Supreme Court Refuses To Block Texas Voter ID Laws
Texas’ controversial voter identification law will remain in effect, after the Supreme Court on Friday denied an emergency request from a coalition of Latino advocacy groups and Democratic lawmakers who say the measure is discriminatory.
Texas wants to make sure that everyone who votes in their elections is a real, live American citizen who is legally allowed to vote.
To do so they have enacted some of the most stringent voter ID requirements. Texas officials feel this is increasingly necessary as the federal government’s lax border policies have allowed tens of thousands of illegal immigrants into their state.
According to Fox News, Texas has one of the strictest voter ID laws in the country, it requires voters to provide certain government-issued photo ID in order to cast a ballot. Texas officials and the U.S. Justice Department agree that more than 600,000 eligible voters in the second-largest state lack one of the required IDs.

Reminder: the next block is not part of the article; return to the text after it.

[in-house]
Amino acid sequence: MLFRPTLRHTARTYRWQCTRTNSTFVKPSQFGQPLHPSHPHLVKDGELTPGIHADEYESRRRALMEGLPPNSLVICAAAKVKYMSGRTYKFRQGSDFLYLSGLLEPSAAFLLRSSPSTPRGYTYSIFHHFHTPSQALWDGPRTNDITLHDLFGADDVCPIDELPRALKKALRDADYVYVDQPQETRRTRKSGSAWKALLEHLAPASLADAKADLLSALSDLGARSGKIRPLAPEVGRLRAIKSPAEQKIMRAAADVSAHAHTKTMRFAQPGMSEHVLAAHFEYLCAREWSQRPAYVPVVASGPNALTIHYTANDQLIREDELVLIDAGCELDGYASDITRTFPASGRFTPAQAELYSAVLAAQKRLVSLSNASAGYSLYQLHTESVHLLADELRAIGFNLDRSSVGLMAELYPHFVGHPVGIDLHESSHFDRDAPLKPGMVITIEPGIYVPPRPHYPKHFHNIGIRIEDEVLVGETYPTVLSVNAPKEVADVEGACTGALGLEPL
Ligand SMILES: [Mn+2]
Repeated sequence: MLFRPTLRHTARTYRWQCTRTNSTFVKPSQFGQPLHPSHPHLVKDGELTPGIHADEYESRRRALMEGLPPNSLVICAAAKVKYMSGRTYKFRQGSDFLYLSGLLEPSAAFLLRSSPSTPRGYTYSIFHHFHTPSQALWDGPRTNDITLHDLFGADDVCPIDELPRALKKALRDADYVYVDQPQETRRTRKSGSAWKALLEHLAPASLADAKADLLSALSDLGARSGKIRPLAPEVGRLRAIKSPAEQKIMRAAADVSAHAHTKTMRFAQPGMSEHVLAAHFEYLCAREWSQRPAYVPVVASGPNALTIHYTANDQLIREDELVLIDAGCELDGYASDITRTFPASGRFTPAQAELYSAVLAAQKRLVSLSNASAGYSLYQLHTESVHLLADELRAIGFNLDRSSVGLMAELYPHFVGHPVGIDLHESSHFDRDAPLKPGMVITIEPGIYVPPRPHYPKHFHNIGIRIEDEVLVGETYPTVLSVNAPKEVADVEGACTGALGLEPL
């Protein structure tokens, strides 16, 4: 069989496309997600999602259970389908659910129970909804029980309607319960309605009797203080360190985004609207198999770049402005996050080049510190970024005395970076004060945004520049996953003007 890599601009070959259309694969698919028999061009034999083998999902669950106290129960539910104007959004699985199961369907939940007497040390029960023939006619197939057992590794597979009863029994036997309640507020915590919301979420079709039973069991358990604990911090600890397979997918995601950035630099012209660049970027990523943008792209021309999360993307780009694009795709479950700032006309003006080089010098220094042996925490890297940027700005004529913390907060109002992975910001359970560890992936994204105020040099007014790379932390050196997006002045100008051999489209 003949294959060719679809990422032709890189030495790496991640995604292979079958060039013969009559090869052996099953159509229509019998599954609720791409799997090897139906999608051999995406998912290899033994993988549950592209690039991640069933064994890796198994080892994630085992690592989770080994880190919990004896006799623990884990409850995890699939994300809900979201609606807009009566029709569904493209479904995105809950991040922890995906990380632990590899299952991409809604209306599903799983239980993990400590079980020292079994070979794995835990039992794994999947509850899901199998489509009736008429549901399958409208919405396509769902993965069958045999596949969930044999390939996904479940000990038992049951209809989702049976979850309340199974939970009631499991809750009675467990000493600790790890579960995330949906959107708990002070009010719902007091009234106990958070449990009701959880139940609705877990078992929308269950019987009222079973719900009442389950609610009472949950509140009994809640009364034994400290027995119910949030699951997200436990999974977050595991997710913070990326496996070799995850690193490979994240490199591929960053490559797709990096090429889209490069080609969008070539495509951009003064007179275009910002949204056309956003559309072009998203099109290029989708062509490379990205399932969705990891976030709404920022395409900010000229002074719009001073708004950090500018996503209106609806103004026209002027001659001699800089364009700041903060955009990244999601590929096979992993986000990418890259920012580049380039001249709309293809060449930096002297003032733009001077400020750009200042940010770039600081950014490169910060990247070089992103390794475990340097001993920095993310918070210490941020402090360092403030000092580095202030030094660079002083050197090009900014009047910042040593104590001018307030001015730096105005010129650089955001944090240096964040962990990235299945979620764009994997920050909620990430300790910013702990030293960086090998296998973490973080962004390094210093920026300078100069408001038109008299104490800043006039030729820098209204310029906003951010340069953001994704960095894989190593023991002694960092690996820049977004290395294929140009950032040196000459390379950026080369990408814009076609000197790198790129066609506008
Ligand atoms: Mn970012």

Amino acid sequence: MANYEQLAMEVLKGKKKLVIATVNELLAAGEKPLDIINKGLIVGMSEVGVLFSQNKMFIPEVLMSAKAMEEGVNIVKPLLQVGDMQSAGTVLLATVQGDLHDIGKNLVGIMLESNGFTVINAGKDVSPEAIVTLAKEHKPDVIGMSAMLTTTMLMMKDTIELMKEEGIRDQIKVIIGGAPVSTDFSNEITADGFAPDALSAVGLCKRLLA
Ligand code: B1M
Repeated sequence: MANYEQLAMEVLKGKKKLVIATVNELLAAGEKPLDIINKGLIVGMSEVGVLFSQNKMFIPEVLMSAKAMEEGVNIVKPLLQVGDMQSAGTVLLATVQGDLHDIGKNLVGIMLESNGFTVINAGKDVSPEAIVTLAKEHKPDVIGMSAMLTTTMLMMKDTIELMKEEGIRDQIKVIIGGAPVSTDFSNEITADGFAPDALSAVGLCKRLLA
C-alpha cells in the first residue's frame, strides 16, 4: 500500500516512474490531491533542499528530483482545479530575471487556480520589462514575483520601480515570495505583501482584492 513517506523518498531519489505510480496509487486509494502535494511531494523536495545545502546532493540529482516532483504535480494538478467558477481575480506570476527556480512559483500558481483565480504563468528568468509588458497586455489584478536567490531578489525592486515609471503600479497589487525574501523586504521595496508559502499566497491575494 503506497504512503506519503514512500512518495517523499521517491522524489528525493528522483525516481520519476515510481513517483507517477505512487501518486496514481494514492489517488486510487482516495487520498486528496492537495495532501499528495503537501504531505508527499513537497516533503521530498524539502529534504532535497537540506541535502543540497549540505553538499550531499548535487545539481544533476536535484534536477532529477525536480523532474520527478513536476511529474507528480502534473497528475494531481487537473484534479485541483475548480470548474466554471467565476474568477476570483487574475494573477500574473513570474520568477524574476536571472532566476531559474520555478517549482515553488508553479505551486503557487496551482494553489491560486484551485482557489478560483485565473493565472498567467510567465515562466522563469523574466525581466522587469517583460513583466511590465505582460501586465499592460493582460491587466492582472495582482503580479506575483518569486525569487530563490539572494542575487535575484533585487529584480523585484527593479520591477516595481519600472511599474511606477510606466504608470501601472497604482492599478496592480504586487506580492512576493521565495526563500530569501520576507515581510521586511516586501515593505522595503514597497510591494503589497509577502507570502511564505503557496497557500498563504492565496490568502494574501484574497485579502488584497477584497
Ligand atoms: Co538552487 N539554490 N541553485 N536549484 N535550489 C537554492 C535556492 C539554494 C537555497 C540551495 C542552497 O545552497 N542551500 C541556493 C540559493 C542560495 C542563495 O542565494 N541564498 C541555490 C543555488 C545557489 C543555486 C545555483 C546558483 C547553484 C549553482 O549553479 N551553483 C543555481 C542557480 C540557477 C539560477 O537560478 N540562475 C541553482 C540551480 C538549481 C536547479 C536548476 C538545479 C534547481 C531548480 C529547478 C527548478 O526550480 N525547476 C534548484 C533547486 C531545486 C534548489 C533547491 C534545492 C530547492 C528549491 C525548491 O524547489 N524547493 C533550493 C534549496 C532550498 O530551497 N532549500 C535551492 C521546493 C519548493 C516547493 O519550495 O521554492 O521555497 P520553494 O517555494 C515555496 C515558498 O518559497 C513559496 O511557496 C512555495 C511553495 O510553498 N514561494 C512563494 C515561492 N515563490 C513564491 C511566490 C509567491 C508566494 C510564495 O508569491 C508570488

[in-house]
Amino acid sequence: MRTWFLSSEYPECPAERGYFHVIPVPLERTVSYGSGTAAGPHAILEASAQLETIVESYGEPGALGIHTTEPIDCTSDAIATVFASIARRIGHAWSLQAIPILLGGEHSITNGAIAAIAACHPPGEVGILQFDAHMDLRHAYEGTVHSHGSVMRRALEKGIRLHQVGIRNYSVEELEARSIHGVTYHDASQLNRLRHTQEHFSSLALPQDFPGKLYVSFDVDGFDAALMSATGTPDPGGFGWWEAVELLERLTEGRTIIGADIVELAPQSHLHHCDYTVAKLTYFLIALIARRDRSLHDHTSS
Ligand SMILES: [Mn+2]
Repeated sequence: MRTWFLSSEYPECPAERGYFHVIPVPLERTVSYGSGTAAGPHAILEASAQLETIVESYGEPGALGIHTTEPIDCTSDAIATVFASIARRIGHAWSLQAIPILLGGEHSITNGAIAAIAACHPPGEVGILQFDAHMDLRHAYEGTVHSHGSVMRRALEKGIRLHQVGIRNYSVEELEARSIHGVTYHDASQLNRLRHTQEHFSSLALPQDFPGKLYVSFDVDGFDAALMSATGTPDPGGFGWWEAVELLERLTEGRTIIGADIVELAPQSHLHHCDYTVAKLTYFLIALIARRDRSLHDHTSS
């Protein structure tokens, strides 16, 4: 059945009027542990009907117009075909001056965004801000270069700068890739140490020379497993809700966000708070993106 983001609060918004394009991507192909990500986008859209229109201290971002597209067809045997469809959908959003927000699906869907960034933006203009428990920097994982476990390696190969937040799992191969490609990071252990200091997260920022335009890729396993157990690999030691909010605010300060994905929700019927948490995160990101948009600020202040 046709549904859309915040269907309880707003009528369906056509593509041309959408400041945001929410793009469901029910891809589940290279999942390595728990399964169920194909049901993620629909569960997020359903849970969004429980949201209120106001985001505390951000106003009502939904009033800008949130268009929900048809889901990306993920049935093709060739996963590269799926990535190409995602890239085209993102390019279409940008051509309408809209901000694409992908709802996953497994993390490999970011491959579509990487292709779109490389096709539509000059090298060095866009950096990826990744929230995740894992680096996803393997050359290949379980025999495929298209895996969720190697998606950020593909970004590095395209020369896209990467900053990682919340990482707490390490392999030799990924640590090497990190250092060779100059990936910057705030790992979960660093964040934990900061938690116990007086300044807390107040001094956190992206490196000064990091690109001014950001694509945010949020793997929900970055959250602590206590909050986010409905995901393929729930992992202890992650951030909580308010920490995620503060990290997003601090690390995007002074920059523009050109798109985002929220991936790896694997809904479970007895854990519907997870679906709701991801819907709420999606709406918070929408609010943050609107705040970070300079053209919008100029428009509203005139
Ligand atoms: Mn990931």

Opponents of the law say the law is discriminatory because a disproportionate number of these eligible voters are poor Hispanic and black voters. But Texas officials say there have been no problems such as large numbers of eligible voters being turned away.
A federal appeals court ruled the 2011 law had a “discriminatory effect” in violation of the landmark Voting Rights Act. But the Supreme Court two years later struck down the VRA’s key enforcement provision, muting much of the federal government’s ability to monitor and block state laws that may deny voters fair, unfettered access to the polls.
sources: Fox News, Wikipedia